It is generally not advised to go to temple during periods due to rituals, as there are restrictions imposed on religious activities. For example, in Hinduism, women who are on their period are not allowed to enter the temple, as it is considered inauspicious.
It is also believed to violate the purity of the temple. Additionally, during menses, the body is in an unclean state that is not considered “fit” to enter a temple. The rituals involved in certain religious activities also require physical purity, which cannot be achieved during a period.
While some traditions may allow women to participate in certain festivals after menstrual purification, women should still take extra precaution when entering the temple.
On which day of period we can go to temple?
The answer to this question depends on a variety of factors including one’s religion, culture, and practices. For those who practice Hinduism, the day of going to temple can vary depending on geographical region and local customs.
For example, on the south Asian subcontinent, Tuesdays and Fridays are widely considered to be auspicious days for temple visits. In some regions, Saturday and Sunday are considered to be more auspicious days for visiting temples than any other day of the week.
Those who practice Buddhism may visit temples on any day of the week since Buddhism does not have a specific day for worshiping. However, Buddhists may choose to visit temples on certain occasions such as visits to the Three Jewels, which are the Buddha, the Dharma, and the Sangha.
Similarly, Muslims may visit mosques (temples) on any day however, Fridays are generally considered to be the main day for congregational prayer. Since mosques are considered to be places of gathering and worship, Fridays are the most important day in a week for this purpose.
The answer to this question therefore depends on an individual’s religious practices and beliefs. Those who practice different religions may have different days and practices related to visiting temples.
What does Bhagavad Gita say about menstruation?
The Bhagavad Gita does not specifically mention menstruation; however, the text does provide us with some general guidance related to the topic. The Bhagavad Gita teaches that our bodies should be respected and treated with responsibility.
It also emphasizes the importance of purity, which includes physical, mental, and spiritual cleanliness.
Within this context, menstruation can be understood as a natural, yet sacred, process that is necessary for a woman’s health and wellbeing. The text encourages us to refrain from engaging in physical activities during this time and to keep away from things that may contaminate our bodies, such as impure food or water.
Additionally, the text suggests that women refrain from participating in activities that require physical exertion, such as climbing and swimming.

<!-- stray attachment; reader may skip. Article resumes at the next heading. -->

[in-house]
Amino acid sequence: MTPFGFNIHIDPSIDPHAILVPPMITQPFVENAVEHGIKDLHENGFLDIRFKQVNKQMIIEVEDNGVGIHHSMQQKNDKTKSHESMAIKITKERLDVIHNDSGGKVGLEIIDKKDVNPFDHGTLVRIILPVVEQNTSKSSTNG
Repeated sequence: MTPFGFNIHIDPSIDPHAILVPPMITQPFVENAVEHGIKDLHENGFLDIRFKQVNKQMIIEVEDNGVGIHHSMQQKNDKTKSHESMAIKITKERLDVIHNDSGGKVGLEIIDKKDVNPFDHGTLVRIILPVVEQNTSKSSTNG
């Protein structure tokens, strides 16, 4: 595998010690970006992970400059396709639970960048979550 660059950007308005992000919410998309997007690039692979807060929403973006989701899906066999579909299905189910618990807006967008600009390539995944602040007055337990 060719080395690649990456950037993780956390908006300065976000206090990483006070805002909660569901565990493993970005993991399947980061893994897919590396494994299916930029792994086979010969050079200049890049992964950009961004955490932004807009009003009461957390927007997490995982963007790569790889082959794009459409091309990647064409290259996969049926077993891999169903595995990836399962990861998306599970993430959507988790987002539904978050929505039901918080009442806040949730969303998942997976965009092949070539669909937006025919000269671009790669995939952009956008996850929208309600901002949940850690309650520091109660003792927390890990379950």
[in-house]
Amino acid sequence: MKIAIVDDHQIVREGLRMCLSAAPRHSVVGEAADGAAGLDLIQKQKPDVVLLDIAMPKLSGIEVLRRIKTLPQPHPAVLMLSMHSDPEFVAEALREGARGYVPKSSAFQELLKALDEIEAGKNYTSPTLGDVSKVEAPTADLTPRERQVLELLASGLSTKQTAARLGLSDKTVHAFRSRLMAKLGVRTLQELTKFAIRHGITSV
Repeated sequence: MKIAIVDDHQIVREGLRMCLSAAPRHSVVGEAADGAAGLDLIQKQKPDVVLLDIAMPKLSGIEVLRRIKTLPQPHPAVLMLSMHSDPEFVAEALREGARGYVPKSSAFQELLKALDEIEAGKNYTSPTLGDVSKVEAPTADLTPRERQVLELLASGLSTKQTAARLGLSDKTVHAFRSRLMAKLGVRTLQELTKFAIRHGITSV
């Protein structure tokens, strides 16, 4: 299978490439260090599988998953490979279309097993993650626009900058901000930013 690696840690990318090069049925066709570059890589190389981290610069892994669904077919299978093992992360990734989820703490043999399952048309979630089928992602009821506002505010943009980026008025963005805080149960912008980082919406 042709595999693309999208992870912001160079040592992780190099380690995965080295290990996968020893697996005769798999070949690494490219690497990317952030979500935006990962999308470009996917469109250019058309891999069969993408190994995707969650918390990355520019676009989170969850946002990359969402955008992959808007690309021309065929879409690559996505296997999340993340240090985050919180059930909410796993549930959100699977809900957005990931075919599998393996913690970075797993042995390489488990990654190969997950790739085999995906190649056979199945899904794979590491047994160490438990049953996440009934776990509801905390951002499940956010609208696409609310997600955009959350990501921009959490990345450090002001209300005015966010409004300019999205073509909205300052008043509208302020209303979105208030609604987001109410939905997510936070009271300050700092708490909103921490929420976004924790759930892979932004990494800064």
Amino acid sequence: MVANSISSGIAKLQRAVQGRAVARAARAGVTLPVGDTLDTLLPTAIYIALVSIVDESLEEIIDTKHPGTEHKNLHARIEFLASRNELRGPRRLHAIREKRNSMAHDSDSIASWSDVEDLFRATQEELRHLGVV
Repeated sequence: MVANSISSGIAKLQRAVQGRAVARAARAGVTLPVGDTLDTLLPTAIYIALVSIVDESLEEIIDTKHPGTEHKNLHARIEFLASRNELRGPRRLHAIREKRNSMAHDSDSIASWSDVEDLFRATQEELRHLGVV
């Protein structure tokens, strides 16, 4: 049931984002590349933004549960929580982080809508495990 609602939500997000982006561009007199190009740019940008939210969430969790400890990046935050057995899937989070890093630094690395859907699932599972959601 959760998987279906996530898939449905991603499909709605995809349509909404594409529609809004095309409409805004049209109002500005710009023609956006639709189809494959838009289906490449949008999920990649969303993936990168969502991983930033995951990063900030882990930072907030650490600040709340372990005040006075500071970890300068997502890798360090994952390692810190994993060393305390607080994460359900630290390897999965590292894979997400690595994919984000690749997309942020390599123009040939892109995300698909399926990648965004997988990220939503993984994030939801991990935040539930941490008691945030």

The Bhagavad Gita also prioritizes a woman’s spiritual wellbeing, suggesting that during the menstrual cycle she should focus on her own inner spiritual journey and self-care. It is important that a woman take time for herself, to nourish her body and soul, to reflect and practice mindfulness.
Ultimately, the text states that taking time for oneself is essential for one’s health and wellbeing, and that this is especially important during the time of menstruation.
Can we go temple if wife is in periods?
No, it is not advisable for a woman to go to a temple or any other place of worship during her menstruation. Traditionally it is seen as impure and is not considered as an auspicious time. That doesn’t mean that she is considered impure but it is a traditional belief that during those days she might hurt or break any auspicious practice.
During the festivals and special occasions, she can offer prayers from home. Many temples and religious places have special arrangements where she can get her prayers done from home.
Why are periods considered impure?
In many religions and cultures, periods are regarded as unclean or impure. This is because, from a purely physical perspective, menstruation is viewed with a sense of disgust, discomfort, and taboo. This is due to its association with the female body and its reproductive capabilities.
It has been seen as a symbol of sin or shame in many cultures, and therefore, related activities such as menstruating, menstrual hygiene and the menstrual taboos that come along with it, are seen as impure.
In some societies, women on their period are not allowed to enter a temple or participate in certain rituals or ceremonies. Since menstruation involves discharging of blood, which is considered impure in some cultures, it is considered impure and in need of cleansing.